While most girls and women have period pain at some point in their lives, for one in 10*, it can get in the way of normal activities.
But you shouldn’t have to put up with your pain, that’s why we’ve asked our Pharmacist Anshu Bhimbat to give her tips on how to manage it and when it may be a sign of something more serious
What causes period pain?
Period pain is part of a chain reaction that happens when your womb sheds its lining at the end of your monthly cycle and your period starts. The muscles in the wall of your womb contract to encourage the shedding. This action compresses the blood vessels, which sends pain signals to the brain.
In turn, the pain signals trigger the release of inflammatory chemicals called prostaglandins, which encourage the womb to contract even more. It’s not clear why some women get more pain than others but it could be that they have higher levels of prostaglandins or are more sensitive to them.
How can I treat it?
The most appropriate over-the-counter painkillers are non-steroidal anti-inflammatories (NSAIDS) such as ibuprofen, which lower prostaglandin production. But they aren’t suitable for everyone – those with asthma or stomach ulcers, for instance – in which case, try paracetamol.
For stronger relief, there’s co-codamol – a combination of paracetamol and codeine. However, codeine can make you drowsy, and because it’s potentially addictive, you shouldn’t take it for more than three days in a row unless on prescription.
For painkillers to be most effective, take them as soon as possible. Always check suitability with the pharmacist.
What about drug-free methods?
TENS machines are small, battery-operated devices, which release low-voltage electrical pulses to the affected area, blocking pain signals and stimulating production of feel-good chemicals called endorphins.
Heat packs or hot water bottles can also help by dilating the blood vessels, improving circulation and stopping the chemicals that trigger pain. Similarly, a hot bath or shower, or massaging the area, can have a soothing effect.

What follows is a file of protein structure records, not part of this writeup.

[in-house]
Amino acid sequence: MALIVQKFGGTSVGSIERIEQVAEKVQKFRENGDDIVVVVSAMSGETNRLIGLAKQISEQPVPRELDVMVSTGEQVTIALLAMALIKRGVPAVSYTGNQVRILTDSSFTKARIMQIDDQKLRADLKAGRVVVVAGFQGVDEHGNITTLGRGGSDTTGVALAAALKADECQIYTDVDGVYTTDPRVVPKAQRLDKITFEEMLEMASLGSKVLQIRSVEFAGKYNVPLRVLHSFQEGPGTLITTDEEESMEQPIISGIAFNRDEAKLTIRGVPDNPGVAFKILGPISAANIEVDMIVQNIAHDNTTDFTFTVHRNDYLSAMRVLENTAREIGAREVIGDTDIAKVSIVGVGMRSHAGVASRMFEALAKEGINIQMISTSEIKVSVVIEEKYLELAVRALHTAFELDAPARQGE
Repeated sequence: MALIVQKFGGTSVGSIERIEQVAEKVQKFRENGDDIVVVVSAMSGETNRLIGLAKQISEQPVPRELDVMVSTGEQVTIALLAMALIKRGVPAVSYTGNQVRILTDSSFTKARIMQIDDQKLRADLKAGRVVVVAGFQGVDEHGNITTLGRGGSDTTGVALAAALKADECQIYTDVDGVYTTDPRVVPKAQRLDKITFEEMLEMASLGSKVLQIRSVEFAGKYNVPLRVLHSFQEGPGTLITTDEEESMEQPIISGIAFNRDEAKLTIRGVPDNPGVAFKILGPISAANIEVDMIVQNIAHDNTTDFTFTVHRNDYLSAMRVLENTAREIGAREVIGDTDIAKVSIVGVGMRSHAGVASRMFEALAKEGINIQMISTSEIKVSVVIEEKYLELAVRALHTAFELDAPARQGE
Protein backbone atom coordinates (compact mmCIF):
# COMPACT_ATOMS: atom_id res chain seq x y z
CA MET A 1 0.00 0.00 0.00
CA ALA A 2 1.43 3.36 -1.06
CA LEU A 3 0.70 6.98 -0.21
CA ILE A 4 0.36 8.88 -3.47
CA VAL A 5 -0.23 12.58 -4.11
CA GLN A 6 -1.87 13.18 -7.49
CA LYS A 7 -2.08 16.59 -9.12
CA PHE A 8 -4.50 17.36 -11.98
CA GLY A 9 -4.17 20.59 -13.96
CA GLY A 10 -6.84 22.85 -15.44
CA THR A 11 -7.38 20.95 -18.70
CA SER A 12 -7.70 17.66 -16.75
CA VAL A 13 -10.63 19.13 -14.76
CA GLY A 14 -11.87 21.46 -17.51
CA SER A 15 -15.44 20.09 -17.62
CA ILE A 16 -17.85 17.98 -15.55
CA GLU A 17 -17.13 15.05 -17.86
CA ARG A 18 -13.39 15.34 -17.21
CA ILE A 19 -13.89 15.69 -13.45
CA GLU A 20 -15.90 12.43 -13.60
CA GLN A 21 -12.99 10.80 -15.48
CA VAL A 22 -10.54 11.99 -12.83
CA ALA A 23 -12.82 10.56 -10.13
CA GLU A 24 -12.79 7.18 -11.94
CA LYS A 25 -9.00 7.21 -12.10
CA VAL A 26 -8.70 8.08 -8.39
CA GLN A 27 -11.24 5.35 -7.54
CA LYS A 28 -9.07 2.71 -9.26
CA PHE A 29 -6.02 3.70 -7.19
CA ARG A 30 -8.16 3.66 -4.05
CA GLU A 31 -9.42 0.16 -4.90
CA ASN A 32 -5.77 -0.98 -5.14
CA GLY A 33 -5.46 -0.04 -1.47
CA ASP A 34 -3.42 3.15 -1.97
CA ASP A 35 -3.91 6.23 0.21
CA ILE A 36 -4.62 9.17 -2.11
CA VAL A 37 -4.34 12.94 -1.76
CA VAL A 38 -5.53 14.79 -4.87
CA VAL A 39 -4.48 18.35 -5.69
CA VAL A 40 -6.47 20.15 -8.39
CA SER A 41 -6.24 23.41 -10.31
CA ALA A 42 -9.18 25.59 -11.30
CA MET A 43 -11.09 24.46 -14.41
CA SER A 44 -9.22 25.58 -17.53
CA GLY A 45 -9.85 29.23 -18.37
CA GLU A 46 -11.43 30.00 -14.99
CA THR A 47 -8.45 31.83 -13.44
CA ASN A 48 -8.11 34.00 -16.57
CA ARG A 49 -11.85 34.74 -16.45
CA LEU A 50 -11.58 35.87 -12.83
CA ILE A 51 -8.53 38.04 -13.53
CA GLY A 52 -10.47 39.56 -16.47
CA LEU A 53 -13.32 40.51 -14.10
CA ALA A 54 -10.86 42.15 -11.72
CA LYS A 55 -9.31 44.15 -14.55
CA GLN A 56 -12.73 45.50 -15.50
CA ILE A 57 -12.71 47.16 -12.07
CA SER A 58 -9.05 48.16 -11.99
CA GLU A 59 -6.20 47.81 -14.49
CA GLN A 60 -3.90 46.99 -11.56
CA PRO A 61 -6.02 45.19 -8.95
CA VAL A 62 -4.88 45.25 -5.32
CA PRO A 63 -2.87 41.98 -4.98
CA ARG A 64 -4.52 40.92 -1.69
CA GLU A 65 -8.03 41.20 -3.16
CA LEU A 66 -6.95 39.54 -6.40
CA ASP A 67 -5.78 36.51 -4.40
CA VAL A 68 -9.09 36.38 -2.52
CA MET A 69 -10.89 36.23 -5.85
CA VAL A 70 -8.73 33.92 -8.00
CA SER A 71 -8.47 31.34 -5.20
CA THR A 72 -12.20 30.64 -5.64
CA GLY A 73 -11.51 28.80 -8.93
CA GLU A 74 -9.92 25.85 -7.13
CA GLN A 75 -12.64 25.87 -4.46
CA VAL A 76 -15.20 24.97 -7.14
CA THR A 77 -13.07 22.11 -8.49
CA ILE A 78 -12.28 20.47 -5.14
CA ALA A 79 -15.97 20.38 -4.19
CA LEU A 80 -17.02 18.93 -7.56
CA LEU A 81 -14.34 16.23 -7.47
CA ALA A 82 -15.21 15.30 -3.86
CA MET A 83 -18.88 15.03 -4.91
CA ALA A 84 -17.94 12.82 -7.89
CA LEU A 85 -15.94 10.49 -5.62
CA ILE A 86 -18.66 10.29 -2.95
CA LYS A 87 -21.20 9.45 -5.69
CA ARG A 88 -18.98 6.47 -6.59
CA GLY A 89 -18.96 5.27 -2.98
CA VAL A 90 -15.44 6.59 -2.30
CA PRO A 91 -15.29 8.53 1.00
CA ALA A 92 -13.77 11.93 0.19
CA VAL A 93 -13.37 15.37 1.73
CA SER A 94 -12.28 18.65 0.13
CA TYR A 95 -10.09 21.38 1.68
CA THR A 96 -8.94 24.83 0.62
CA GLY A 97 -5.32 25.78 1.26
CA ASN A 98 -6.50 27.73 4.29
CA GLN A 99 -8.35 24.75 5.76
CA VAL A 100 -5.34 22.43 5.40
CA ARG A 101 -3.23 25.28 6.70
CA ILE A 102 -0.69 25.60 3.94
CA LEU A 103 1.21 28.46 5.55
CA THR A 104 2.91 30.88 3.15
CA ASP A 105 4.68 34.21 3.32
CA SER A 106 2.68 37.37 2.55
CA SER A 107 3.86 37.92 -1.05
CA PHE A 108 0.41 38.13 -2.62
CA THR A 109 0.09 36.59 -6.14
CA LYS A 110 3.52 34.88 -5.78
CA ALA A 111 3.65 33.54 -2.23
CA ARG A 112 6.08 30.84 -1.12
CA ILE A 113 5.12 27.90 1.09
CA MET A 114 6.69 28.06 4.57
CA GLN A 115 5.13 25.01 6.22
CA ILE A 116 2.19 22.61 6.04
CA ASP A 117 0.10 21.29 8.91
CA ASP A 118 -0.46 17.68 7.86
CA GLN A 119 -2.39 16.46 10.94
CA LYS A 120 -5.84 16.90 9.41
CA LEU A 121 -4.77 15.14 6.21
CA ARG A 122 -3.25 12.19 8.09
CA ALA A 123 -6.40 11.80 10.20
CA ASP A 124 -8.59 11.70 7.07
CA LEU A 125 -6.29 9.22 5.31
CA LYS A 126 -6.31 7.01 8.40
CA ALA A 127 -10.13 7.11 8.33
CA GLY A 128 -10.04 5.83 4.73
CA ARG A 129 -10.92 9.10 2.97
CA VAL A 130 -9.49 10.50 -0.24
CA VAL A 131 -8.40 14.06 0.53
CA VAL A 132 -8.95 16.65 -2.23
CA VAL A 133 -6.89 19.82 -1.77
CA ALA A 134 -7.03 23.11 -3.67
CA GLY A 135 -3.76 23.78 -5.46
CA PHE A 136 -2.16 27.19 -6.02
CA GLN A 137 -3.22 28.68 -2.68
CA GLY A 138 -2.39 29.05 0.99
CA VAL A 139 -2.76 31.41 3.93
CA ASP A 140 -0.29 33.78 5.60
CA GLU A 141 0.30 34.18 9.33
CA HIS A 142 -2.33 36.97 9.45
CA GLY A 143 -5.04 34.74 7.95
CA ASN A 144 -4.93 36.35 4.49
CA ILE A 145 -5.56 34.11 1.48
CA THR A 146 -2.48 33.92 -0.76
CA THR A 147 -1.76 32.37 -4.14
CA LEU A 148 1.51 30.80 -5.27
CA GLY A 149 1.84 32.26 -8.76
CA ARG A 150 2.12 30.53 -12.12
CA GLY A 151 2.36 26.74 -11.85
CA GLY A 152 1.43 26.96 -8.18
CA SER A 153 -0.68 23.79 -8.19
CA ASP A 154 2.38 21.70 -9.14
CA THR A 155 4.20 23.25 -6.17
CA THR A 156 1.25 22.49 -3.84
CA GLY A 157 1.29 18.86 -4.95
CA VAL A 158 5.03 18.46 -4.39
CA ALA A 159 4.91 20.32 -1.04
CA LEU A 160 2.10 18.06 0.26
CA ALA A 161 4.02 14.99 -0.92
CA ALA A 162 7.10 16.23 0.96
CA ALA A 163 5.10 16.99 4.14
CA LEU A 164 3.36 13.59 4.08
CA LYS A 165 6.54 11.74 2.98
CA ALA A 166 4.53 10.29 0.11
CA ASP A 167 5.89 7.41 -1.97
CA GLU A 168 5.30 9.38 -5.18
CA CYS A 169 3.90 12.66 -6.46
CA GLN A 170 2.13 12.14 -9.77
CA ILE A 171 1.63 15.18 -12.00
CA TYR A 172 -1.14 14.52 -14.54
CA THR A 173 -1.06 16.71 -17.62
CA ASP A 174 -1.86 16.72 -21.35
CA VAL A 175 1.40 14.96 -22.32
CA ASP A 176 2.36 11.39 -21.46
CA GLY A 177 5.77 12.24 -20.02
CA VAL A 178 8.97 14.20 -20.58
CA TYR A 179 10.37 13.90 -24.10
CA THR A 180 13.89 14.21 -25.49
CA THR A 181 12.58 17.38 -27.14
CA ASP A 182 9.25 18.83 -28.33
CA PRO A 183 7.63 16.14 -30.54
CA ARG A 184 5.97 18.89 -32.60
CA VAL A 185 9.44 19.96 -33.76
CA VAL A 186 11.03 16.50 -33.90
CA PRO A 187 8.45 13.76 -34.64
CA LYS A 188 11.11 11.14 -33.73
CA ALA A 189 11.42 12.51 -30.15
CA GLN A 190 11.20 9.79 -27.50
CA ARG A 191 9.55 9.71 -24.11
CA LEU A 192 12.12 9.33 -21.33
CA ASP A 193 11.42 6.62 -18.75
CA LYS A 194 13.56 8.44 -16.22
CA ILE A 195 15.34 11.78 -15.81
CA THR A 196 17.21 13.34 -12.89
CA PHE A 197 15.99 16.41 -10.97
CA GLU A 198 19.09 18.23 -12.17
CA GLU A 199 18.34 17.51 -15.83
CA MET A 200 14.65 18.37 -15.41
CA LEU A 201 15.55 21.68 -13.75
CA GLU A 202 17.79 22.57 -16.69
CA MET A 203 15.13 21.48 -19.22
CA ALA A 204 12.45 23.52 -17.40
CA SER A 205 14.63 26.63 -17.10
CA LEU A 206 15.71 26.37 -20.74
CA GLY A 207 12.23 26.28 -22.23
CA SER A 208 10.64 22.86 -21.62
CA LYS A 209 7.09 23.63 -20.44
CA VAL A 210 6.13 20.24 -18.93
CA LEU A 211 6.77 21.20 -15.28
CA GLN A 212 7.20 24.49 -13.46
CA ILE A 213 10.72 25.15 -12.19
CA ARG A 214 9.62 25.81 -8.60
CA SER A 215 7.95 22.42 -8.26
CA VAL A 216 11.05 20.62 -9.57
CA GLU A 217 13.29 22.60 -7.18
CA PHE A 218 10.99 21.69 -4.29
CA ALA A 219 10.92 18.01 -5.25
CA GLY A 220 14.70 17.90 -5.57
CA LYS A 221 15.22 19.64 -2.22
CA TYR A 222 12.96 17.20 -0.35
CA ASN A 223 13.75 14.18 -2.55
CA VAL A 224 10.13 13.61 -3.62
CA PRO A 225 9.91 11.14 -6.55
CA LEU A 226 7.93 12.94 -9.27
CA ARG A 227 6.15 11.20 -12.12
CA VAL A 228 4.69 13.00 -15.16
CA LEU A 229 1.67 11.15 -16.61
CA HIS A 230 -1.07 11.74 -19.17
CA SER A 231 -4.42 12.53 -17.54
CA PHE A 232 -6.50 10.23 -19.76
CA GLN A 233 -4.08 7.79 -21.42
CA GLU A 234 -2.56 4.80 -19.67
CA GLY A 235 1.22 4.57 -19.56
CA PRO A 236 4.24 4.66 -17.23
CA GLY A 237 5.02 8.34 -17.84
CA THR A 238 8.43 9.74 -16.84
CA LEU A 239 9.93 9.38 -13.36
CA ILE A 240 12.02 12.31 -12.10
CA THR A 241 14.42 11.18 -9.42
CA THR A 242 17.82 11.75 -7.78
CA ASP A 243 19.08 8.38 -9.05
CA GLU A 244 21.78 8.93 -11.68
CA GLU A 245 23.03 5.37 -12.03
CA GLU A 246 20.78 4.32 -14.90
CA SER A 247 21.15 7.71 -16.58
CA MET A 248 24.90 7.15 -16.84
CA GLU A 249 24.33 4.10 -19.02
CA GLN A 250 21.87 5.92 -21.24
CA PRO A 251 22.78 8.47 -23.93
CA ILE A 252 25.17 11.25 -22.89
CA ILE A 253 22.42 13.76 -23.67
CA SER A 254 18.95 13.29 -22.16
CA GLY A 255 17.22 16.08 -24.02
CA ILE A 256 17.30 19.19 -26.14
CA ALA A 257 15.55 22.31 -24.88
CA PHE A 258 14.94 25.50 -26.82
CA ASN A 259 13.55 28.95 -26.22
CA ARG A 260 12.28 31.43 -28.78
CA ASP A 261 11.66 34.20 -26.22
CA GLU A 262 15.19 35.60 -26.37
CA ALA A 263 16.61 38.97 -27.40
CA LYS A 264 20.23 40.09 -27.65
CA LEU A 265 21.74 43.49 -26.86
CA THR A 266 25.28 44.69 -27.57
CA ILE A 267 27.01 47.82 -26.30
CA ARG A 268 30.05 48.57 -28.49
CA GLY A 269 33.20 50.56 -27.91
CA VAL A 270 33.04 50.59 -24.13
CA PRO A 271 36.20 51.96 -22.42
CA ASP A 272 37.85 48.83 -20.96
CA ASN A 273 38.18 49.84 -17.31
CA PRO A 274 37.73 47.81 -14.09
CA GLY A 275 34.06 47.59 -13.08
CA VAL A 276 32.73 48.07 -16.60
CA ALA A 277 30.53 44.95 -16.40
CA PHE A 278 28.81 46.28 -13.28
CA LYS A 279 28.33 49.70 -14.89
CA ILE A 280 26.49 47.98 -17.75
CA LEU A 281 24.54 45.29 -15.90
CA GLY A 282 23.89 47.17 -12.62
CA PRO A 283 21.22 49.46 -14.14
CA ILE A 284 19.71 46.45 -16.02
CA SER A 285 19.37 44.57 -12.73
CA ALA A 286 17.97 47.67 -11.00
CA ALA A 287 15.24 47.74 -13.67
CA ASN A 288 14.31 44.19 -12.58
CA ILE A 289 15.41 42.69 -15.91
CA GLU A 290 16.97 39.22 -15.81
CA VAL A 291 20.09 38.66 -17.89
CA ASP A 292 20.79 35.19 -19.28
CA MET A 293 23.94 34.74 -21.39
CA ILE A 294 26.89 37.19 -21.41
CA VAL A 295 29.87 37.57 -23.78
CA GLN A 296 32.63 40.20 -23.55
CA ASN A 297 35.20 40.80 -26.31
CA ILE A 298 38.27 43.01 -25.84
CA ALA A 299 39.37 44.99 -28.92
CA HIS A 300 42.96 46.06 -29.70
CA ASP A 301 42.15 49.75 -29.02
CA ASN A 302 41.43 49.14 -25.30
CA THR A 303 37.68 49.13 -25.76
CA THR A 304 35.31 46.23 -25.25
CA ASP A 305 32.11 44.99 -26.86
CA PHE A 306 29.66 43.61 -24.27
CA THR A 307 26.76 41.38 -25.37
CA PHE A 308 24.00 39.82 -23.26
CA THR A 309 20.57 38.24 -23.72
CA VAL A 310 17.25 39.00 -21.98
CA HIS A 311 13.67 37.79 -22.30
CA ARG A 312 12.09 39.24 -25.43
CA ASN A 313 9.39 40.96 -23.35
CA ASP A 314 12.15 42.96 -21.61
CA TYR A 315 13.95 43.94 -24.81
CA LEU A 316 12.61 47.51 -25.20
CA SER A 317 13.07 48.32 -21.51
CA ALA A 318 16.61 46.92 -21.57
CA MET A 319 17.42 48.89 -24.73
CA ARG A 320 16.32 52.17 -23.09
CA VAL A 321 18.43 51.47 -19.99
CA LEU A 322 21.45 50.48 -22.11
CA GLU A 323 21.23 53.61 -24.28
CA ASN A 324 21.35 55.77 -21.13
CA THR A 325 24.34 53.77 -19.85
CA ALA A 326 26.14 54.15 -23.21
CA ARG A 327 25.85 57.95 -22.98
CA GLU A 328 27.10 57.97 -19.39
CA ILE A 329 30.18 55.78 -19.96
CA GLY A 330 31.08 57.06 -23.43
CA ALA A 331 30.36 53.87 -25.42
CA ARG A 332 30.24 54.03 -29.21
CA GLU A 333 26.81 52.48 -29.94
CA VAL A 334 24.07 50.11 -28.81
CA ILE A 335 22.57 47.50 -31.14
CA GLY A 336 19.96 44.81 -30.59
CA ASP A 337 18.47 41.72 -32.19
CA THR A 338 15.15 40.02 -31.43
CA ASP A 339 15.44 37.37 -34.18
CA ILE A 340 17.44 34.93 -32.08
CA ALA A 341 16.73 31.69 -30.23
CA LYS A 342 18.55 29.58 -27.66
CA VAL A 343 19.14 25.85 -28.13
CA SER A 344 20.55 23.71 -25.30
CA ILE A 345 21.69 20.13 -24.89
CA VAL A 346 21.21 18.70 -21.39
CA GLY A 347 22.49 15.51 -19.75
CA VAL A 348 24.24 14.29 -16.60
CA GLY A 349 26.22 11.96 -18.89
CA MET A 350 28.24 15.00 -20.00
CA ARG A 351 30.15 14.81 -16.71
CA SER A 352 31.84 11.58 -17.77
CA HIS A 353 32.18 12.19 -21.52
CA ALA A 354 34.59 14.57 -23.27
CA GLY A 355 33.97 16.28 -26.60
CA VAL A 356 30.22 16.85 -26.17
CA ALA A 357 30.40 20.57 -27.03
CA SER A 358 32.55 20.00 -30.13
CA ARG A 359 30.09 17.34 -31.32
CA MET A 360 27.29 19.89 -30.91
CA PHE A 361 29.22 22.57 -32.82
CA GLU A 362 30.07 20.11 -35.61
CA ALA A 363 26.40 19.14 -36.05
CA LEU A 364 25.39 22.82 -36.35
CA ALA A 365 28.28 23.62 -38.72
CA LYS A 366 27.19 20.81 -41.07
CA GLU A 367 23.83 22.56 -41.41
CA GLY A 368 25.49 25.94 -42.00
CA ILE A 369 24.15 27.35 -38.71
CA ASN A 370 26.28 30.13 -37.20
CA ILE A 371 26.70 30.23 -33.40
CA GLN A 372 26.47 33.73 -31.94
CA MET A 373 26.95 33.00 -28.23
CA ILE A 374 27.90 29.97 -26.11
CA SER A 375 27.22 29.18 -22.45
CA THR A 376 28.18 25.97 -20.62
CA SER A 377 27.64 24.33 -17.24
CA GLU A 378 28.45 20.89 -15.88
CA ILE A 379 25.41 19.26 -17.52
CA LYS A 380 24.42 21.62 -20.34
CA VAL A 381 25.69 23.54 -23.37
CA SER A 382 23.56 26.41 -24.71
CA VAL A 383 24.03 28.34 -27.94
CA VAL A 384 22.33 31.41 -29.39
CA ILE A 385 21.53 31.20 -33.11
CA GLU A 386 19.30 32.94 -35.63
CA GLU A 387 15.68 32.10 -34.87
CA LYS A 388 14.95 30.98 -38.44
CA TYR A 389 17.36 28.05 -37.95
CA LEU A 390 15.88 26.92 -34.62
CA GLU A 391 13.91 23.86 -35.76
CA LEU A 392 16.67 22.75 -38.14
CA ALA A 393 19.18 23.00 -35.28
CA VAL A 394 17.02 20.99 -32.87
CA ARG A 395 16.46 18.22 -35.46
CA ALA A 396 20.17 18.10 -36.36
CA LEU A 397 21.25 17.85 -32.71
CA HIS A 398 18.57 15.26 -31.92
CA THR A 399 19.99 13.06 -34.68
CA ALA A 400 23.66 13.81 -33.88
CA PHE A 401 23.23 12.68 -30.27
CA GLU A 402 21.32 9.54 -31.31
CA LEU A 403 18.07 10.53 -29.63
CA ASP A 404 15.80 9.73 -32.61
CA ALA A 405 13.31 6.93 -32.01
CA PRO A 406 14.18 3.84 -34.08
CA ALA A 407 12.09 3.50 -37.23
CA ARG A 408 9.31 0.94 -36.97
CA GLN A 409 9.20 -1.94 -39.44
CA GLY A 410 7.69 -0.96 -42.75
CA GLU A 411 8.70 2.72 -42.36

Exercise also improves circulation and boosts endorphins, helping to combat pain.
Another tip is to avoid too much caffeine during these times as it constricts blood flow. Alcohol should also be avoided or limited as it encourages inflammation.
Can you prevent it?
Unfortunately there is no instant cure for period pains but there are things you can do to try and lessen them. If you smoke, try to stop as it worsens circulation and has been shown to increase risk of period pain.
You should aim to be a healthy weight, as being overweight or underweight can increase the risk of period problems by affecting hormone levels.
Supplements that encourage circulation, such as omega-3, garlic and vitamin E may help, but you should check with your pharmacist before you start taking these.
Otherwise, your GP can prescribe stronger painkillers or a contraceptive treatment, which regulates hormones.
When should I see a doctor?
You should see your GP if you have already spoken to your Pharmacist, you have tried all the above methods and you still have severe pain and/or you have other new or unexplained symptoms.
For more advice on ways to manage your pain, including product recommendations or lifestyle tips come in store and speak to a member of our healthcare team. Find your local LloydsPharmacy here.